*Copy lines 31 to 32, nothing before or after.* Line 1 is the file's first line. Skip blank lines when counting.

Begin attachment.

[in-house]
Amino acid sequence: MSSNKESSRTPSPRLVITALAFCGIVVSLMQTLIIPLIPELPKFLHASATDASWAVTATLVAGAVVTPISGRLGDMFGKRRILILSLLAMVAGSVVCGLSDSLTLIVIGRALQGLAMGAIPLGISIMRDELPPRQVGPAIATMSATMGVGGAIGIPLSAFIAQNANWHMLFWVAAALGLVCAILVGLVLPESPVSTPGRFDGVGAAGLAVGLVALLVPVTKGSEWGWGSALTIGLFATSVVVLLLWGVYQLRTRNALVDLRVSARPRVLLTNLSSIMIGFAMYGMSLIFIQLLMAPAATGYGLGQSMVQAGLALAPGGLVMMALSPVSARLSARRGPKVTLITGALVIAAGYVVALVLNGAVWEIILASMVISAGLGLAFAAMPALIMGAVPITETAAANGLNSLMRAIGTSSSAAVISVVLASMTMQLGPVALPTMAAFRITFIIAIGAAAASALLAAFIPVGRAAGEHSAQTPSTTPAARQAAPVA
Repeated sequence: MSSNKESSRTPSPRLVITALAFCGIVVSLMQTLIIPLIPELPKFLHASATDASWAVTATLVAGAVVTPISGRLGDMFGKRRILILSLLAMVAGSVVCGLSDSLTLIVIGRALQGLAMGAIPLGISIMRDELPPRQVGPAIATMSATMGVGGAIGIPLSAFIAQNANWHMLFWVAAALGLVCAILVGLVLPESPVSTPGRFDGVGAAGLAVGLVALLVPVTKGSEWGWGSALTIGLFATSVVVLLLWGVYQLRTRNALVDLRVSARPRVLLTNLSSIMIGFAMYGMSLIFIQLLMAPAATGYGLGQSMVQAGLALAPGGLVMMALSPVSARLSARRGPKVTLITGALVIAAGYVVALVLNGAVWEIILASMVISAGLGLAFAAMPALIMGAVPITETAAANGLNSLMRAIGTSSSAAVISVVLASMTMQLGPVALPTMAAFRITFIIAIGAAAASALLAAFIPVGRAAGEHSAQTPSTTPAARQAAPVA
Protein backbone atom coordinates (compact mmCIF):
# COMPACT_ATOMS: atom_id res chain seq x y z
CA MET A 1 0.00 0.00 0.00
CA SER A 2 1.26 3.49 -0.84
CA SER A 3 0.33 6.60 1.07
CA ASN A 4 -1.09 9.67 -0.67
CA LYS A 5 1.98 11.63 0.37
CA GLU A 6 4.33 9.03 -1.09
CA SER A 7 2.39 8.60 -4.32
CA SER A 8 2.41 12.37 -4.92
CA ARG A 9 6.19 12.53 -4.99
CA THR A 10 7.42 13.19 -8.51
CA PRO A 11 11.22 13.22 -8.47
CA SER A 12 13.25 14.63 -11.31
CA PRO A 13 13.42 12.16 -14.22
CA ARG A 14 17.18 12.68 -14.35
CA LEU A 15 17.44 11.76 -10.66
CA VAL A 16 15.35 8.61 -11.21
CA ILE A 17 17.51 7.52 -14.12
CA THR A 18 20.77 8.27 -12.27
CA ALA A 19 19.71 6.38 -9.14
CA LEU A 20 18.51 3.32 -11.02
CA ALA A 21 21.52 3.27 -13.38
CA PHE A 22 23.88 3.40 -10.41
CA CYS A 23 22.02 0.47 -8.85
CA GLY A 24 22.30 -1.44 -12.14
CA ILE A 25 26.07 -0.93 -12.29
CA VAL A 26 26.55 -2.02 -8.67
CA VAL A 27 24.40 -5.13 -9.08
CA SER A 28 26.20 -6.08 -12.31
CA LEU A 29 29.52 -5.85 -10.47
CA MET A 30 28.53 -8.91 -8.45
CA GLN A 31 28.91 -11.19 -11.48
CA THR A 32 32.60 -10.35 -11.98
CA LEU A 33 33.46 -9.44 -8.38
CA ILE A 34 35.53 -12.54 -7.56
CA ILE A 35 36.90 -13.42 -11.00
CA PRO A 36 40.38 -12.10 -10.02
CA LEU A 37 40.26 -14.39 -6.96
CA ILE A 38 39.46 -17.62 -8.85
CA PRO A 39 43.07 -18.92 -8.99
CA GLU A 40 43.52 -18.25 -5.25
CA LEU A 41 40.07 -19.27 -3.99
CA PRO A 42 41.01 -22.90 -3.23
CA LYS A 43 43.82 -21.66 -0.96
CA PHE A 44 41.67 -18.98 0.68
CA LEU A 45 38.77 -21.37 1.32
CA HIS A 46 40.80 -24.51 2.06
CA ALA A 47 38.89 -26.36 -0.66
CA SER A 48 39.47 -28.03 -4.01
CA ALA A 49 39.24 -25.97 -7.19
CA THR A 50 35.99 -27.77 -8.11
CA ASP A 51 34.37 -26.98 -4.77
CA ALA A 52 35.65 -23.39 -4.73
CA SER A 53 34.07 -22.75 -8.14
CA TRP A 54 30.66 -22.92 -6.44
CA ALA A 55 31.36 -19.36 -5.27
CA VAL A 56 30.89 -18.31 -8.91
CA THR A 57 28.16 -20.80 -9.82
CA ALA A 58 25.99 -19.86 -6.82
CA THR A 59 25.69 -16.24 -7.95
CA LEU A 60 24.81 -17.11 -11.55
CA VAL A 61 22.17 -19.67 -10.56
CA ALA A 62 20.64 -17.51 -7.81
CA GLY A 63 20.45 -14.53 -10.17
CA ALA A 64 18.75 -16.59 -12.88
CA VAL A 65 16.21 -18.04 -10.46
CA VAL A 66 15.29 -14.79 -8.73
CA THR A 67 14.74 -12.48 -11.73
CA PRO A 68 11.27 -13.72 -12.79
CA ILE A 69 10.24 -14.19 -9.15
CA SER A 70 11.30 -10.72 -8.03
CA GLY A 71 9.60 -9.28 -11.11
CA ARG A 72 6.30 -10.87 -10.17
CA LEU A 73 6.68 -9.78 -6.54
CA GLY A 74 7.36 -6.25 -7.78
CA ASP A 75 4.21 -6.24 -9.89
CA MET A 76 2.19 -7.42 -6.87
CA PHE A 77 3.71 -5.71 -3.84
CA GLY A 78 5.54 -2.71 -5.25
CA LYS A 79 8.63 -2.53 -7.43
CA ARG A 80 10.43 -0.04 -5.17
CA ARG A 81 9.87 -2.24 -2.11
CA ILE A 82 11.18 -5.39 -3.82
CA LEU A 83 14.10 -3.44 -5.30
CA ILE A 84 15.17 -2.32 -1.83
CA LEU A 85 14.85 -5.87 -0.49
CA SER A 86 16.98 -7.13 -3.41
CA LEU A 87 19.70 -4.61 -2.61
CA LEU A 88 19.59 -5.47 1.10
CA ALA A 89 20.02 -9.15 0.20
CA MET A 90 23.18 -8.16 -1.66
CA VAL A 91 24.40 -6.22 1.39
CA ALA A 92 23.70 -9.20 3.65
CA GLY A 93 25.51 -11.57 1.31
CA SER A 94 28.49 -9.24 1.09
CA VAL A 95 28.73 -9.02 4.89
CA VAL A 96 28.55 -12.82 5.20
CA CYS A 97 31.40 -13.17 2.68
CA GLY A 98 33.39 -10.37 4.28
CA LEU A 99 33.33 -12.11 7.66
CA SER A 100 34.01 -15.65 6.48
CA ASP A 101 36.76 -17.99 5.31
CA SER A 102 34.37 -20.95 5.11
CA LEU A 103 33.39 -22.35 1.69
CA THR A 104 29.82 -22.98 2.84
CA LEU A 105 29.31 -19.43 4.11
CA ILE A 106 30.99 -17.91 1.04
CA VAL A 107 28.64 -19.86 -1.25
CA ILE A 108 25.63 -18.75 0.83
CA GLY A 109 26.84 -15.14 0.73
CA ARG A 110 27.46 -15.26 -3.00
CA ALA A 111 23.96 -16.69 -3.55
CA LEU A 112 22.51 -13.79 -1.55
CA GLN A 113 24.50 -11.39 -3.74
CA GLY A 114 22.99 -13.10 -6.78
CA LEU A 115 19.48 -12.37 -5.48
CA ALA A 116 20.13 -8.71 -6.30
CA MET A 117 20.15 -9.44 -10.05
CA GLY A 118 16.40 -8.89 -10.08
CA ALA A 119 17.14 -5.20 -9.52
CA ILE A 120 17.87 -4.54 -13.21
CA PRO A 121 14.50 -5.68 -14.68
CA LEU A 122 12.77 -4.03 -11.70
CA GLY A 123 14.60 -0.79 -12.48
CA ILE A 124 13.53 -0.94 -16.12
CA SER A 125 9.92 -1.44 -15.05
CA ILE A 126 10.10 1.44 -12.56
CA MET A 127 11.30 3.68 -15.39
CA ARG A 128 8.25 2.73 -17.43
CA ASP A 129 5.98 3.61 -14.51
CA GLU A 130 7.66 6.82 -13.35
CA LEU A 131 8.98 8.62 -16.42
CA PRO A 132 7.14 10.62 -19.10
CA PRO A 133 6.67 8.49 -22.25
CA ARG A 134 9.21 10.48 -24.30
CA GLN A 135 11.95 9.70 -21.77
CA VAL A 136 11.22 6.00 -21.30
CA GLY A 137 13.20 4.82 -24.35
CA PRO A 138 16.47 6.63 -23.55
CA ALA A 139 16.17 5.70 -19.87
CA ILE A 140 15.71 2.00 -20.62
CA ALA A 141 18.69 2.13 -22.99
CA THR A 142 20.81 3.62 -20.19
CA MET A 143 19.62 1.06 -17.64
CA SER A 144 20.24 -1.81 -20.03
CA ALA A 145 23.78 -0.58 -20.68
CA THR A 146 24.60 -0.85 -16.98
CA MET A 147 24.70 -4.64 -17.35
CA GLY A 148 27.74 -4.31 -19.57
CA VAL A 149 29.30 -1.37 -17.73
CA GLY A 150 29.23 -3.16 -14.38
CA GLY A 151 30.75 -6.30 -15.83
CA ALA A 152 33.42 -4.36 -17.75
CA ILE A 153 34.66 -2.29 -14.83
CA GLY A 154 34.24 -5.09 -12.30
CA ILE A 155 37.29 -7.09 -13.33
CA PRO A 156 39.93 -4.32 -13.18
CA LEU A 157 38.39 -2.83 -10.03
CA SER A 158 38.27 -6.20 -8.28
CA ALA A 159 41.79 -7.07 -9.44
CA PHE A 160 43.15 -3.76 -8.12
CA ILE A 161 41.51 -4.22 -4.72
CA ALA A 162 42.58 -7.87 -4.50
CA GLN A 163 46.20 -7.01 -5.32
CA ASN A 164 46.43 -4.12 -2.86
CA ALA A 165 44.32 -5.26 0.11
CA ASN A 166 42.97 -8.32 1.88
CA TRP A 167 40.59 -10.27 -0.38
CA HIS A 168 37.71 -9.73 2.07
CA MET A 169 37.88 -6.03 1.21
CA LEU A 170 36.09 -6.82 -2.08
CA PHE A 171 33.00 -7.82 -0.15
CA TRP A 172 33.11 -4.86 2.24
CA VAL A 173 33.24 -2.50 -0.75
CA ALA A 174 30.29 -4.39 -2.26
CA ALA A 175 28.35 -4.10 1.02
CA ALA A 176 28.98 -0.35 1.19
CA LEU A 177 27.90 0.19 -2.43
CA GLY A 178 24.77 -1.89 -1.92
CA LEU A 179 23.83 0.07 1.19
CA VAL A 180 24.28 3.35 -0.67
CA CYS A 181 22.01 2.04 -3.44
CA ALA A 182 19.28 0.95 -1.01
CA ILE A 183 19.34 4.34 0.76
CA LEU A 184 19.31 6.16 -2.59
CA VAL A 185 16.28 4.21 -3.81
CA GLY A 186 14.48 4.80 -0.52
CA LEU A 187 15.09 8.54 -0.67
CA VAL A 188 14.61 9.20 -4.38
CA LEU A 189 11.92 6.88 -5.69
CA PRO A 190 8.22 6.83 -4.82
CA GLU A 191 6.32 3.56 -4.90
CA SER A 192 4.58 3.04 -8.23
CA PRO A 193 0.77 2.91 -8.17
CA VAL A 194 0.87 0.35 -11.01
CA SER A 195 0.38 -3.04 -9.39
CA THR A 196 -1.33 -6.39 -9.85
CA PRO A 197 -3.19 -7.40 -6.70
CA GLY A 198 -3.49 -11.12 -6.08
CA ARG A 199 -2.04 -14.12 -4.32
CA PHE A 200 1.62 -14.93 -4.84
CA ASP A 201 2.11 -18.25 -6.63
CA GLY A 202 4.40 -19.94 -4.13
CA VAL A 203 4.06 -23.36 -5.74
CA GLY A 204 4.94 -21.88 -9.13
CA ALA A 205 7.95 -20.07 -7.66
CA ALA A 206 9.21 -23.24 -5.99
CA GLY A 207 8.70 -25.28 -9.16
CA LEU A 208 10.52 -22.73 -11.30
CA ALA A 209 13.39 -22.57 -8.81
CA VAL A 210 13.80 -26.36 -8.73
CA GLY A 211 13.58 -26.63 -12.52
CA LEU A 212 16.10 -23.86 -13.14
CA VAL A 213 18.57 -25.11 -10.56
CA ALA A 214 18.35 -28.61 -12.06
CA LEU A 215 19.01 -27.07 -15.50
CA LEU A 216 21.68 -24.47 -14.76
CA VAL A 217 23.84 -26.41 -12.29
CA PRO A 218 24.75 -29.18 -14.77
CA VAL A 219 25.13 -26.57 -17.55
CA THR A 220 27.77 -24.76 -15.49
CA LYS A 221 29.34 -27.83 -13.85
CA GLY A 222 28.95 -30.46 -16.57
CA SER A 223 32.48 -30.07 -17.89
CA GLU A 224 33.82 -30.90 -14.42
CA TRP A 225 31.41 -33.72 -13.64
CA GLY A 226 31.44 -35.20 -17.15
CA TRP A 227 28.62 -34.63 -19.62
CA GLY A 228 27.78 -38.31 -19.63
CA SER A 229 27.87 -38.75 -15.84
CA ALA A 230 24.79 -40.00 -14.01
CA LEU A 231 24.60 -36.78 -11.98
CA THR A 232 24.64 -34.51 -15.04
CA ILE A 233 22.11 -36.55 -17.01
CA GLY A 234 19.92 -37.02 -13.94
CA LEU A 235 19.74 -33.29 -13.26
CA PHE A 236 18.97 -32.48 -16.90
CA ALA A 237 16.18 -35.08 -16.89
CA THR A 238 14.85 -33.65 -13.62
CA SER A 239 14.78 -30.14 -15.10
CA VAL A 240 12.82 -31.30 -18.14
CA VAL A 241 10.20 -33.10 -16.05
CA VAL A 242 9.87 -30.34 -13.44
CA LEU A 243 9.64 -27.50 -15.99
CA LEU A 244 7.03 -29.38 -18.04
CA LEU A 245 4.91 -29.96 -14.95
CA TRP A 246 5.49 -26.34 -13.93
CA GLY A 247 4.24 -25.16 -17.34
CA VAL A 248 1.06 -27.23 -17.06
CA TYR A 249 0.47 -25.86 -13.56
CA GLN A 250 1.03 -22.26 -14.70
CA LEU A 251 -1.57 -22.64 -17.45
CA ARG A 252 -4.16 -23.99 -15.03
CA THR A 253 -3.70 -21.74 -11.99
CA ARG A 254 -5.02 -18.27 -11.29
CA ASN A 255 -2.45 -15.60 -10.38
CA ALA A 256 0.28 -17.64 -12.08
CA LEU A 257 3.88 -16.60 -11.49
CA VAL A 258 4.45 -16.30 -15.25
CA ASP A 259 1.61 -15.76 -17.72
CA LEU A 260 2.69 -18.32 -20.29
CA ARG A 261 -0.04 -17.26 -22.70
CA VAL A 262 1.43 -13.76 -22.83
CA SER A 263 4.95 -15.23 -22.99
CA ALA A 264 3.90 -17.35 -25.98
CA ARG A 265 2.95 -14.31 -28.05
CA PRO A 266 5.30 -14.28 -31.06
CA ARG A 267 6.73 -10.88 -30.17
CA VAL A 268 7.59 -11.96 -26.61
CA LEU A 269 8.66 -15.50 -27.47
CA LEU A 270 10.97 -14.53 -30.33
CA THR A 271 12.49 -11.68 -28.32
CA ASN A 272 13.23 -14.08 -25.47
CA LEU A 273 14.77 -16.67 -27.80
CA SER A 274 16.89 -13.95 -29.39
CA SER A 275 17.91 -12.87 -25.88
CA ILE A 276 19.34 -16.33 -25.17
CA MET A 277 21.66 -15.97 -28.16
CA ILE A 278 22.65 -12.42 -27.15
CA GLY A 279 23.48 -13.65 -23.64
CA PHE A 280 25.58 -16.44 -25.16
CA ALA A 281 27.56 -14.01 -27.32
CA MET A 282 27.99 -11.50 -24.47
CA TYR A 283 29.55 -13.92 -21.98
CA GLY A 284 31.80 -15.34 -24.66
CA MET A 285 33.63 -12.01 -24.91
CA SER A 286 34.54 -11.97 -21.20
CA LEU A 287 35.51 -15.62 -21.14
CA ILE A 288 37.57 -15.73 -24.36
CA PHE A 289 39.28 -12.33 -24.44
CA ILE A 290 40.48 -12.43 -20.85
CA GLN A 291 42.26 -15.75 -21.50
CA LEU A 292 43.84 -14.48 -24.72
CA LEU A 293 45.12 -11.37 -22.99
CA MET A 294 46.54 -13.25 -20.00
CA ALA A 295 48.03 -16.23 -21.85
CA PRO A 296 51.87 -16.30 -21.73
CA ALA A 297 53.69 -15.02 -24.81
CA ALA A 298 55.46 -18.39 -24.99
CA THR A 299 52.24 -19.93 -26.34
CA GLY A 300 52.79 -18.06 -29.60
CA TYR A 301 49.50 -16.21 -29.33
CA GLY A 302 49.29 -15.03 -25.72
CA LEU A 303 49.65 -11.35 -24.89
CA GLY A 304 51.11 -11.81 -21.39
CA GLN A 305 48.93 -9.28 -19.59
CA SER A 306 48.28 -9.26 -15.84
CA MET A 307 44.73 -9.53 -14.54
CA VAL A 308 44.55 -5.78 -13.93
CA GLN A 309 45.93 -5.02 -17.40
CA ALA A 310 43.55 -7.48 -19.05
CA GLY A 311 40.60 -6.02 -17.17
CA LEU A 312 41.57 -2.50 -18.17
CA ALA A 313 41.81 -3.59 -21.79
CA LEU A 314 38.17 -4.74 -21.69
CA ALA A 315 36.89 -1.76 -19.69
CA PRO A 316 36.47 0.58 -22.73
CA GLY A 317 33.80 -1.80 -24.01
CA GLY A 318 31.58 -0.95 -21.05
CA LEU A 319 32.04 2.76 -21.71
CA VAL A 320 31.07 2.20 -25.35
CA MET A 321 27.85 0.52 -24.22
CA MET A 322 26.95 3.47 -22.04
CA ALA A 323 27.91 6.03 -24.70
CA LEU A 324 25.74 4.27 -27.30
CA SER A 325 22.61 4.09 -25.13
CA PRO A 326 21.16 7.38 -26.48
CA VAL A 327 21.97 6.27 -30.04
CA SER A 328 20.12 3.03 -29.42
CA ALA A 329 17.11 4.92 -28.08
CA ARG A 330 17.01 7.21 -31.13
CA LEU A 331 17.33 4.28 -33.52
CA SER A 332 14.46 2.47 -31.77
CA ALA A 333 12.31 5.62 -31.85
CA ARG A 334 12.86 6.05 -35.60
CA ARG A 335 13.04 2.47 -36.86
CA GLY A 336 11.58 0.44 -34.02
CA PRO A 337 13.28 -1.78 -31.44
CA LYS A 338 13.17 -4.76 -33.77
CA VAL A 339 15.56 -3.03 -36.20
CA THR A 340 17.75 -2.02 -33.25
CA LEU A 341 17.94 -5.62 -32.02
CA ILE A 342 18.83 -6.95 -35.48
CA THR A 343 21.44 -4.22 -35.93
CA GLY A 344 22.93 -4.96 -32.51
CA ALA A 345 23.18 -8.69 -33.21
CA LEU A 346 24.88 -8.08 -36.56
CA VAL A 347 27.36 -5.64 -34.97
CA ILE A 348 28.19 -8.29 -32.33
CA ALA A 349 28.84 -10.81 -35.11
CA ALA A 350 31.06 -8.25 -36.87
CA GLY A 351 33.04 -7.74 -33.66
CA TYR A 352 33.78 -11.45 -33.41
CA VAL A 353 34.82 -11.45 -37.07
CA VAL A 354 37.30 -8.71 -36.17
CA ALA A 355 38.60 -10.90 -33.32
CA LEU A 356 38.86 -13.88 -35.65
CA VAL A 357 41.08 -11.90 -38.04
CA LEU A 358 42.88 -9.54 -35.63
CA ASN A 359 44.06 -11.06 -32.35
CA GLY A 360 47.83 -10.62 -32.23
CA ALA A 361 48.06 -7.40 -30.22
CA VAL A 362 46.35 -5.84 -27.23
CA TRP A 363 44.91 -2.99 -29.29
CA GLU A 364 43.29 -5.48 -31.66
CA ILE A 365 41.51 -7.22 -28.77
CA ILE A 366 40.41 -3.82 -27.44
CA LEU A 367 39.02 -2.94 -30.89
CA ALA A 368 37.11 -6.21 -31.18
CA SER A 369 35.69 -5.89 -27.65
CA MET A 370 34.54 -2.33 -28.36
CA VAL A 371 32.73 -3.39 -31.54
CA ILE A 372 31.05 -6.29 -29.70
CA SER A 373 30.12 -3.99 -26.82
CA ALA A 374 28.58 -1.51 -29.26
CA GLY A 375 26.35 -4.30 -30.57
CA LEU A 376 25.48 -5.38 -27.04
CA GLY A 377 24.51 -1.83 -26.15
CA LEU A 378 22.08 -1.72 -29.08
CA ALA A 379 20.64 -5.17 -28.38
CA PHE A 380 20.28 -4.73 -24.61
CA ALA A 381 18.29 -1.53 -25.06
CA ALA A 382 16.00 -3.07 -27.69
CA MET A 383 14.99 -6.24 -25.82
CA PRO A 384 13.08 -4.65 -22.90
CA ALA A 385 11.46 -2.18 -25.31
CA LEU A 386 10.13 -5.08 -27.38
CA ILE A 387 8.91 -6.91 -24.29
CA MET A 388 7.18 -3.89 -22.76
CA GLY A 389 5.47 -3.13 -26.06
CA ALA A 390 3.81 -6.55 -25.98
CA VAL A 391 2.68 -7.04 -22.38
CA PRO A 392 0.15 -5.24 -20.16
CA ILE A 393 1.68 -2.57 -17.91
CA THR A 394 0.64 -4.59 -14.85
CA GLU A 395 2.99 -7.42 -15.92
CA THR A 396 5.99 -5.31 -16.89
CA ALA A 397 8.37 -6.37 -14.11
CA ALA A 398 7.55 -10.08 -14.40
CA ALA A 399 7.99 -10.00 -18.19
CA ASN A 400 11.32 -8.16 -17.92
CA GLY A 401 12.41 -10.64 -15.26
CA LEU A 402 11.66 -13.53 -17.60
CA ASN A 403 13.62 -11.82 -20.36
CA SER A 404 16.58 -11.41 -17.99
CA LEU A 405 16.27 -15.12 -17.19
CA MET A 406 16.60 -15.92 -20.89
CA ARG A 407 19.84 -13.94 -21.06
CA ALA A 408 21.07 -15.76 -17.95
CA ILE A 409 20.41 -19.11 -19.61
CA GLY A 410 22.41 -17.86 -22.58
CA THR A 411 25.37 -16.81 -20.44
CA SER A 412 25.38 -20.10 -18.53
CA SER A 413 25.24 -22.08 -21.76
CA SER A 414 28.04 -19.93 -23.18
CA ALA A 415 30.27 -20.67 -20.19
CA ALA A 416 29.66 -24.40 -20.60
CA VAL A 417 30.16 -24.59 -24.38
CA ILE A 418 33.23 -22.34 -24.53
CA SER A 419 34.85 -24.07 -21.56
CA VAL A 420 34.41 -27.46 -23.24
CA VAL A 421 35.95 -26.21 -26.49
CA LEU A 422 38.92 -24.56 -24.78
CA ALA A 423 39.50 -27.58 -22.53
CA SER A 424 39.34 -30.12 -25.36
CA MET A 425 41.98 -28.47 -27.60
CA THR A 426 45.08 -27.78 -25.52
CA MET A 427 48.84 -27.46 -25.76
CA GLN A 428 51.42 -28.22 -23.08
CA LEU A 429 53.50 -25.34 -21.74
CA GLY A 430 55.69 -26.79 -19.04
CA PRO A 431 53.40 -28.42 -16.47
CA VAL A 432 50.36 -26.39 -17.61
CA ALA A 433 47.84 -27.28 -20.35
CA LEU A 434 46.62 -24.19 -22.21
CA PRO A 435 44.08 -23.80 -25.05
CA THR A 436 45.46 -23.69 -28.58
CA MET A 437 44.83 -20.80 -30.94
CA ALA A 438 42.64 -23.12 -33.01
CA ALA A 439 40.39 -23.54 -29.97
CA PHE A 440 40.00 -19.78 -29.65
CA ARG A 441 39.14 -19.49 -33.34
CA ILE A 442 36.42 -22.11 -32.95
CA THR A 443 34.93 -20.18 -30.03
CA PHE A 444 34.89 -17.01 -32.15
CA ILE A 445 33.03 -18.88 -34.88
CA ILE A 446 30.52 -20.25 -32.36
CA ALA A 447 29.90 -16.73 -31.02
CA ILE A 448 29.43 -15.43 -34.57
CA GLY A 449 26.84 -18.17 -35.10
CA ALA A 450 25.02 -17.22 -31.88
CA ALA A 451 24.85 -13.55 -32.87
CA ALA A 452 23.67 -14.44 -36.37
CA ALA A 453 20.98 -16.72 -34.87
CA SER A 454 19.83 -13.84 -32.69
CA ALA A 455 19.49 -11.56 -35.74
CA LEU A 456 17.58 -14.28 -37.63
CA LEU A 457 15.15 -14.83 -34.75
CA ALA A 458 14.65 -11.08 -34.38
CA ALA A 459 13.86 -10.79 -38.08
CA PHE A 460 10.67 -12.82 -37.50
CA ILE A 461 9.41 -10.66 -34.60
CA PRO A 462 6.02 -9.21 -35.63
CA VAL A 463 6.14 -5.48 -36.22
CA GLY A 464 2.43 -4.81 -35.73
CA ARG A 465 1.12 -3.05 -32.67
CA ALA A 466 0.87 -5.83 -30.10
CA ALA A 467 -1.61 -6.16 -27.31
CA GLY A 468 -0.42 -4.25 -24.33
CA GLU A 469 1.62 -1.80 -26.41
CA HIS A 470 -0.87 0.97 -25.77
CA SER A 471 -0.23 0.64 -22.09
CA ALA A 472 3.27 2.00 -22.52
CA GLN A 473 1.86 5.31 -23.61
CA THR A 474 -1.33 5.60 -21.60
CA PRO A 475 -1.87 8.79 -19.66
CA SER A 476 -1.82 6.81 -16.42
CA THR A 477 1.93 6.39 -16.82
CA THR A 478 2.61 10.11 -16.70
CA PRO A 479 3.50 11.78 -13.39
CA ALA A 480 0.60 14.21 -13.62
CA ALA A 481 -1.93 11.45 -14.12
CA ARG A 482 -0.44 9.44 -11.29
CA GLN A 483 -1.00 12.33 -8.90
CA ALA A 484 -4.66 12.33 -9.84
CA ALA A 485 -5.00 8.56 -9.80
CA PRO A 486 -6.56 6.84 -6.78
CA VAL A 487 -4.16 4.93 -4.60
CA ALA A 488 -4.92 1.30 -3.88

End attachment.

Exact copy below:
CA VAL A 26 26.55 -2.02 -8.67
CA VAL A 27 24.40 -5.13 -9.08